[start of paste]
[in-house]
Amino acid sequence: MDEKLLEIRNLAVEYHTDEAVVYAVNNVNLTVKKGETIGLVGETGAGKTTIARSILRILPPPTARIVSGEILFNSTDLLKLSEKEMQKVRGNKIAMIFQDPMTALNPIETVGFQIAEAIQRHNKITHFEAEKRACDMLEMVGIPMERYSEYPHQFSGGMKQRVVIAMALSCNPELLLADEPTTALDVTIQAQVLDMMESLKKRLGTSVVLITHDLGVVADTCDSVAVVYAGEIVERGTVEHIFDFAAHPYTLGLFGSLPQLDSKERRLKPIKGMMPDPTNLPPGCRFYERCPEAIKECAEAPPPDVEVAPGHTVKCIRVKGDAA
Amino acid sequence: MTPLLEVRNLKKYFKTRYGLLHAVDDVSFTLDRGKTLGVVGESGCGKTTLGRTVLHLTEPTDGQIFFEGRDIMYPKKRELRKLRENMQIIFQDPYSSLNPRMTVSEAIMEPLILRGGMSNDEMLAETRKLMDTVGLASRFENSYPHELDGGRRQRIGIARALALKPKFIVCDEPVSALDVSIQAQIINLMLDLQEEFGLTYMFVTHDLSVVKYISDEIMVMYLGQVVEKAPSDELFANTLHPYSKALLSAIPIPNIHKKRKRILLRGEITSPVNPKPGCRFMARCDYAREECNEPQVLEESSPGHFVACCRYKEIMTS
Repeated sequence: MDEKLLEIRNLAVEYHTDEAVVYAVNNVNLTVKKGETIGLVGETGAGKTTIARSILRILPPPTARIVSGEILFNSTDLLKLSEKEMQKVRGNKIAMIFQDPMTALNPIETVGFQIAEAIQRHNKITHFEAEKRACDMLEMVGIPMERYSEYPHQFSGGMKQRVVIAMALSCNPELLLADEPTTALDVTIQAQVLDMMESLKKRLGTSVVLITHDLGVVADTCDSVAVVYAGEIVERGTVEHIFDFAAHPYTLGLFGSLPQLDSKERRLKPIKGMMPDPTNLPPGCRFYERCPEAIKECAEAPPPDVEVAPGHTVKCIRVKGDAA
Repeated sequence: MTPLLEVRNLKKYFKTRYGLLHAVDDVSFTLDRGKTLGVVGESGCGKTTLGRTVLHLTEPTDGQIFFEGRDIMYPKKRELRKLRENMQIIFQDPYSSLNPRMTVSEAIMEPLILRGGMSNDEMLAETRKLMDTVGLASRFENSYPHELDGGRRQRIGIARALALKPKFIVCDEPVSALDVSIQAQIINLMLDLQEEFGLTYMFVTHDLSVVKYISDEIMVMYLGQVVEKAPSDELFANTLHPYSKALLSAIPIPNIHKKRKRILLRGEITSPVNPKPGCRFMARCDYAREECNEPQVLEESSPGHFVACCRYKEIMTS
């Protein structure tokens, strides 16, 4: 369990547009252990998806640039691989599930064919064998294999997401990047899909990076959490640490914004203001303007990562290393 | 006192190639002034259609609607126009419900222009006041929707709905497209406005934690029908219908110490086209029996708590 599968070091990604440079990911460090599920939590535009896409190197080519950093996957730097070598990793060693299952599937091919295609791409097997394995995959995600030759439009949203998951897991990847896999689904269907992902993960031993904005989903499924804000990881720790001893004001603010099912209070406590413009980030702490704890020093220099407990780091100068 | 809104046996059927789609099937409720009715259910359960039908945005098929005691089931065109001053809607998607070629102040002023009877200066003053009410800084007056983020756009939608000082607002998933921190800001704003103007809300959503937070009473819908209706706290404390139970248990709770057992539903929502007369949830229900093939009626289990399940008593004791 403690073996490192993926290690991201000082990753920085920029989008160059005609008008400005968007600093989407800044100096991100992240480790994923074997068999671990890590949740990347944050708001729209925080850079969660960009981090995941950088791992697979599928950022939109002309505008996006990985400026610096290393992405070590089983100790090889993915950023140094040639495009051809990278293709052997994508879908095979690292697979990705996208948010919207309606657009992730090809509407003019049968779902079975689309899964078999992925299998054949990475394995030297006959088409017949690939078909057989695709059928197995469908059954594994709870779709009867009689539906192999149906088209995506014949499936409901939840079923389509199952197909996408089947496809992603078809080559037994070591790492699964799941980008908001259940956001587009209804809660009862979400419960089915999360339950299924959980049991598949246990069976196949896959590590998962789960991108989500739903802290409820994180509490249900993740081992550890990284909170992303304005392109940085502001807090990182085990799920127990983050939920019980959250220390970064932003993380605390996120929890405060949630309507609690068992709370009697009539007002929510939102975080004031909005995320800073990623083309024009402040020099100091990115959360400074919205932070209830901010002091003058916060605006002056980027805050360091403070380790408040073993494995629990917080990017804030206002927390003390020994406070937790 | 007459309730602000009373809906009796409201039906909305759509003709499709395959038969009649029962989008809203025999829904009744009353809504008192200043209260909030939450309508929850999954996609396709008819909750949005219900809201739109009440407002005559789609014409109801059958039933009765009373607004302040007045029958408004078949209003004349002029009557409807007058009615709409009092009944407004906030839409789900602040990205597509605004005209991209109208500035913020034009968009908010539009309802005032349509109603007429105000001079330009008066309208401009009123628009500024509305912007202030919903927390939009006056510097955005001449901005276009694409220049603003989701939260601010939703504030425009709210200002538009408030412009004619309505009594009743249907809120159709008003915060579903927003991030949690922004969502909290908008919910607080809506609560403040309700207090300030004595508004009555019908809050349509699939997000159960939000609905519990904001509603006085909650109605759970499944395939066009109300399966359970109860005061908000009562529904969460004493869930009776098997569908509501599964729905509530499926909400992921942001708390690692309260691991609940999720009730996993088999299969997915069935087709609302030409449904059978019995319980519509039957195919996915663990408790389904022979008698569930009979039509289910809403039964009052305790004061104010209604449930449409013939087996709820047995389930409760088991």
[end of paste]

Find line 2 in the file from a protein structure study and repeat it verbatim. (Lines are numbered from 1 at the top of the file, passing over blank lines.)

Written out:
Amino acid sequence: MDEKLLEIRNLAVEYHTDEAVVYAVNNVNLTVKKGETIGLVGETGAGKTTIARSILRILPPPTARIVSGEILFNSTDLLKLSEKEMQKVRGNKIAMIFQDPMTALNPIETVGFQIAEAIQRHNKITHFEAEKRACDMLEMVGIPMERYSEYPHQFSGGMKQRVVIAMALSCNPELLLADEPTTALDVTIQAQVLDMMESLKKRLGTSVVLITHDLGVVADTCDSVAVVYAGEIVERGTVEHIFDFAAHPYTLGLFGSLPQLDSKERRLKPIKGMMPDPTNLPPGCRFYERCPEAIKECAEAPPPDVEVAPGHTVKCIRVKGDAA